In the field of economics, this severing of opposites, this making much of self through lessening others, has taken the form of the profit system. The profit motive, after all, is the motive to aggrandize yourself through seeing your fellow humans in terms of how much money you can extract from them, their labor, their needs. That is not the way Walt Whitman saw people.

In New York City and elsewhere, the failure of profit-motivated economics is with us. Our city is having much fiscal trouble. The one answer for New York and America is that our economy be based on what is in those opening lines of “Song of Myself.”

What does that mean? Whitman starts right off by saying—with firmness, tenderness, depth, and conviction—that a person is important through relation: he celebrates himself through seeing others, all others, as of him. This statement is the contrary of all contempt, including the profit motive. And there are two words in it that have to do intensely with economics. Assume, as Whitman uses it in the second line, means take to oneself. And in the third line there is (in two forms) the word belong. Economics won’t fare well in this land until it is based on the fact that the city, the nation, should belong as much to other people as to oneself. New York should belong as much to a child in the Bronx as to a real estate mogul. Eli Siegel wrote in the 1940s: “The world should be owned by the people living in it....All persons should be seen as living in a world truly theirs” (Self and World, p. 270).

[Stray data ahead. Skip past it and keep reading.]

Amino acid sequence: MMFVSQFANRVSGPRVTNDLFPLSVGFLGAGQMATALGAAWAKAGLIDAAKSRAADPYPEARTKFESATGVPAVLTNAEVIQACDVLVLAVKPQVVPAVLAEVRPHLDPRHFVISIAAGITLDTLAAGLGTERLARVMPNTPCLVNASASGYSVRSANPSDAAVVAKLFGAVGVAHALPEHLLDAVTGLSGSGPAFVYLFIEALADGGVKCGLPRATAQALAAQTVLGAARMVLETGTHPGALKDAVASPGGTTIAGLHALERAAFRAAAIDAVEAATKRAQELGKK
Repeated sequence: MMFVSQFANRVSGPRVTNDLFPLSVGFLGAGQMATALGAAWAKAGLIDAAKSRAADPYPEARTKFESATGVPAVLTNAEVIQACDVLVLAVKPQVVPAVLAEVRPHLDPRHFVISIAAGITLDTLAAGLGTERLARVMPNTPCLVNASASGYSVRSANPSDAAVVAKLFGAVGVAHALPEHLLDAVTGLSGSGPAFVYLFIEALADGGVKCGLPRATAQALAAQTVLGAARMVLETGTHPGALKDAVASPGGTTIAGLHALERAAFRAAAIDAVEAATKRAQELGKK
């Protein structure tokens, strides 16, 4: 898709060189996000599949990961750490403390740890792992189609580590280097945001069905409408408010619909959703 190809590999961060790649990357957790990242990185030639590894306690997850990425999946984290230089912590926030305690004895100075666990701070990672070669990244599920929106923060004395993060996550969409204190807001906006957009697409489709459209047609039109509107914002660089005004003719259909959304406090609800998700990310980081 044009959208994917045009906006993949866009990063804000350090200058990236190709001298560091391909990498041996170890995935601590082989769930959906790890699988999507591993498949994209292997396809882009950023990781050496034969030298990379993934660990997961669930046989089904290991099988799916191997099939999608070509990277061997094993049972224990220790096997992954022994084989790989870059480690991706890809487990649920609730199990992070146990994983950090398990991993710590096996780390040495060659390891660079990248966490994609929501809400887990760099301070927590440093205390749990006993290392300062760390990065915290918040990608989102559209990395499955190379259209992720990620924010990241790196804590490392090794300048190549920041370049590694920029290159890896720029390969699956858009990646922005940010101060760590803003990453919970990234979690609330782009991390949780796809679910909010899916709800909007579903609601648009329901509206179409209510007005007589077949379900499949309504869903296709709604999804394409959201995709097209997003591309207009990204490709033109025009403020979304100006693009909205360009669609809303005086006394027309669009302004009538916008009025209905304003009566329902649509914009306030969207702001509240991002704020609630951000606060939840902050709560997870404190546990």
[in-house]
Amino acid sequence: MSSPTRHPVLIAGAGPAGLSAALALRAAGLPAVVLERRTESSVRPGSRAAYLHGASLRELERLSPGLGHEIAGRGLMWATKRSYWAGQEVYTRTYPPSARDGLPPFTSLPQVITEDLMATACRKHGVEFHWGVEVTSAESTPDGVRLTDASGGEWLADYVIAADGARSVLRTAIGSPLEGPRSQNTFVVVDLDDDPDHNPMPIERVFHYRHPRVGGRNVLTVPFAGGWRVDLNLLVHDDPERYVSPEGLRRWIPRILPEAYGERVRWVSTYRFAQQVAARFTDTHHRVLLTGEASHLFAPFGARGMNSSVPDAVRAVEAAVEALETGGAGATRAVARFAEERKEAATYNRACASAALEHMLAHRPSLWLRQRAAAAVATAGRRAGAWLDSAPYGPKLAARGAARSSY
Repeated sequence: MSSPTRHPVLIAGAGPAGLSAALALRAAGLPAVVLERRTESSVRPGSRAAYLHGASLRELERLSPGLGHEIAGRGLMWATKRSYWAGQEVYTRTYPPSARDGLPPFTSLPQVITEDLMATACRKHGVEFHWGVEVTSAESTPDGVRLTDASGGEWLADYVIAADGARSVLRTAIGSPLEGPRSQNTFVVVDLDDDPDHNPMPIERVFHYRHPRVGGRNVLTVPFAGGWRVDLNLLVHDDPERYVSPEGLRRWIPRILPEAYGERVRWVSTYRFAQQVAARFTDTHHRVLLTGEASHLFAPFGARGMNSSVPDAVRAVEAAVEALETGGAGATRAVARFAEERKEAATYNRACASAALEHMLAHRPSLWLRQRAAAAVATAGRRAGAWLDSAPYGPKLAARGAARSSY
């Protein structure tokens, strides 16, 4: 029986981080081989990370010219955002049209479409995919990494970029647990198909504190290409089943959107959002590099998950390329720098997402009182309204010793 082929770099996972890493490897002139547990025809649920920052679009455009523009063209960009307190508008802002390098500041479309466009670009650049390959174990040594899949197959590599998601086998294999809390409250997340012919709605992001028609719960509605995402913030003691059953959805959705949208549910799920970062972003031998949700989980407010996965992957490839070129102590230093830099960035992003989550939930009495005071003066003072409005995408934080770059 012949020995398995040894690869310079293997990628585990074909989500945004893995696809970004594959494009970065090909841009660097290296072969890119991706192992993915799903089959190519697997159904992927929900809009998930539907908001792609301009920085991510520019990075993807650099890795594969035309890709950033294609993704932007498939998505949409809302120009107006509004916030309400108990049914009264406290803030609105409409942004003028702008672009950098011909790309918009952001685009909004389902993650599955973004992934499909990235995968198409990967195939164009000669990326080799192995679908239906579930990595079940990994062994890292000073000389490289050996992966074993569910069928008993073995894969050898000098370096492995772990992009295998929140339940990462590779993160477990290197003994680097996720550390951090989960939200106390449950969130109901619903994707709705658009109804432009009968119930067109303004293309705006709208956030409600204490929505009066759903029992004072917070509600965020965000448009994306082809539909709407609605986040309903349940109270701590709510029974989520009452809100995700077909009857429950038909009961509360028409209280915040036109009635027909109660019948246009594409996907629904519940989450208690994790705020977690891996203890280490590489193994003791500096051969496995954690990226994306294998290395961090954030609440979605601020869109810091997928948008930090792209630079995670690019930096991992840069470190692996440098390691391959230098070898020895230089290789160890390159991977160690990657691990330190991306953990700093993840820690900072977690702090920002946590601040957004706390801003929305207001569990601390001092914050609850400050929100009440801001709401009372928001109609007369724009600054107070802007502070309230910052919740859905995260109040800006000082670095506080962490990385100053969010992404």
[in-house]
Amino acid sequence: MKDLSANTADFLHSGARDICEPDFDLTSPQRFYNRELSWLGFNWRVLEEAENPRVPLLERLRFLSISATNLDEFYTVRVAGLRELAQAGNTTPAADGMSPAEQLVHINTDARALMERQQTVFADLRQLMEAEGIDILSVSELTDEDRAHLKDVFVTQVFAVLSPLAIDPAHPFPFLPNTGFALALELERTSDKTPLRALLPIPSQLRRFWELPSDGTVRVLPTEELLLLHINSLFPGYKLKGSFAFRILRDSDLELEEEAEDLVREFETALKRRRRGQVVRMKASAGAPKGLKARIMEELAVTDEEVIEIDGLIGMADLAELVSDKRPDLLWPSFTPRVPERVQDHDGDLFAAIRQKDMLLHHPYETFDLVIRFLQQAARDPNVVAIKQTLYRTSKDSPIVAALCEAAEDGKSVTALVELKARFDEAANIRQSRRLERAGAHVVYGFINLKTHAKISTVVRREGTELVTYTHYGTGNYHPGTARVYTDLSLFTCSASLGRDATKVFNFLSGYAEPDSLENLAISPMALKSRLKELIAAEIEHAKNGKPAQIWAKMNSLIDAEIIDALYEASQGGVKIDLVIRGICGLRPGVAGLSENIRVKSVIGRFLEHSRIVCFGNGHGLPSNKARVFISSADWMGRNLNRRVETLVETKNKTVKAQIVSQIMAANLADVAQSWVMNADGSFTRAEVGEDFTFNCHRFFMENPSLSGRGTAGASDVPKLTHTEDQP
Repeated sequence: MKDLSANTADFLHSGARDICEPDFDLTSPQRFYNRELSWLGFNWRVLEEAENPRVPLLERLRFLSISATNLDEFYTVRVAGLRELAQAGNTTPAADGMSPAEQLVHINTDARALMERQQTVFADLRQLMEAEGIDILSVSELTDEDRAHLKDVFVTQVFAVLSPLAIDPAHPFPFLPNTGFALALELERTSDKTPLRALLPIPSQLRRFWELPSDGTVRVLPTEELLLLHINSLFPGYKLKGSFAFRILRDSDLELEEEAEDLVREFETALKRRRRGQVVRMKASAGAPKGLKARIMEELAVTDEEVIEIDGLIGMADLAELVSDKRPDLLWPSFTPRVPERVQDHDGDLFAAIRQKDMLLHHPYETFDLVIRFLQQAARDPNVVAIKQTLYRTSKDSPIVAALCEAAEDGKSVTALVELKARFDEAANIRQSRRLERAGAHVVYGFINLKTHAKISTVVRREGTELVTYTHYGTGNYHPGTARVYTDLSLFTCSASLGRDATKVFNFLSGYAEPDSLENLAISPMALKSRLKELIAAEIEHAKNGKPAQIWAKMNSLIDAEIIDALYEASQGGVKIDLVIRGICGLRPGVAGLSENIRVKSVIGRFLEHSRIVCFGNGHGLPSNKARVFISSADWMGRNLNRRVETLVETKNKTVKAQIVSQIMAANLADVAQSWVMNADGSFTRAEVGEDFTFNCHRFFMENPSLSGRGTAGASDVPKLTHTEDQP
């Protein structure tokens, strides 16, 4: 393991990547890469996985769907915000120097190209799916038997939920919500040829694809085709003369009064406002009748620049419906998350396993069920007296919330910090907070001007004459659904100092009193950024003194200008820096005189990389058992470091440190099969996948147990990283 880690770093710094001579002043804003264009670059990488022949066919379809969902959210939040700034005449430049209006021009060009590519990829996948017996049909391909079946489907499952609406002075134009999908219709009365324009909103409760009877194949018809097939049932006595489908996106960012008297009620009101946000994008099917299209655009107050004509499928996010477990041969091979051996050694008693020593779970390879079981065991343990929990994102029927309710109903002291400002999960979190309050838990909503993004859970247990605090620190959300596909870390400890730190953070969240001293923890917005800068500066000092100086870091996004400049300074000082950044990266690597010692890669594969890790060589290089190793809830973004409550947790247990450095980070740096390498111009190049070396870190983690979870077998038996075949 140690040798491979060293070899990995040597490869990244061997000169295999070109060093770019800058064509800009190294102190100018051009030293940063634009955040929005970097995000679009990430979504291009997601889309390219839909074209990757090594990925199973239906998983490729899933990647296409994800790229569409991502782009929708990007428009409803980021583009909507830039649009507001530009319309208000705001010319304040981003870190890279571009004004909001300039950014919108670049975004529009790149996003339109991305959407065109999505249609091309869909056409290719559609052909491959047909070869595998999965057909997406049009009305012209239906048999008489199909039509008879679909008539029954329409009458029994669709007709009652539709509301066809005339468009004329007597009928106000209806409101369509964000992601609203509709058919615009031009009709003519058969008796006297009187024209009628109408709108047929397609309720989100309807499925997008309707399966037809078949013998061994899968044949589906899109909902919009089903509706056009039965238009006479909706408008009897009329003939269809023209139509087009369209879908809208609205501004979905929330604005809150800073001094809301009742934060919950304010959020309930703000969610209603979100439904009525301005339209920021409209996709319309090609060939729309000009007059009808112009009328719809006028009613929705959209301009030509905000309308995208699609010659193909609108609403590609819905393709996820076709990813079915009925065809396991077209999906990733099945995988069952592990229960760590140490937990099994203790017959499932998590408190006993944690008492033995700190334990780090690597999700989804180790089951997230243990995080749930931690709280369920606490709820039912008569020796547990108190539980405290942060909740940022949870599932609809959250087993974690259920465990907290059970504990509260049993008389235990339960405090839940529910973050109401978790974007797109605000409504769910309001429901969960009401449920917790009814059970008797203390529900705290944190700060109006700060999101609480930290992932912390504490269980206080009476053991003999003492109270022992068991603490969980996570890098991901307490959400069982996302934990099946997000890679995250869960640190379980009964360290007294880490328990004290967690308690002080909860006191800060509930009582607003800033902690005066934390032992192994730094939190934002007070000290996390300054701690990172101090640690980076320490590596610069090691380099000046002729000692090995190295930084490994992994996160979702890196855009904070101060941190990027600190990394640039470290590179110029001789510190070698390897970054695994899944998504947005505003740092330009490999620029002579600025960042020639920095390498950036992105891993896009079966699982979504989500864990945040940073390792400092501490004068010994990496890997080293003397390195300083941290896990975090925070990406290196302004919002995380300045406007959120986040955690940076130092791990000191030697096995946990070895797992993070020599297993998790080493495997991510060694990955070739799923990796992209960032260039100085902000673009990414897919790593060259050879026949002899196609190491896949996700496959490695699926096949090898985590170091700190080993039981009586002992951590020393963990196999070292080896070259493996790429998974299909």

“Whoever Degrades Another Degrades Me”

In section 24 of “Song of Myself,” there are these lines:

Walt Whitman, a kosmos, of Manhattan the son,

·   ·   ·   ·   ·   ·   ·   ·   ·   ·   ·   ·   ·   ·   ·   ·   ·   ·   ·   

No sentimentalist, no stander above men and women or apart from them.

·   ·   ·   ·   ·   ·   ·   ·   ·   ·   ·   ·   ·   ·   ·   ·   ·   ·   ·   

Whoever degrades another degrades me.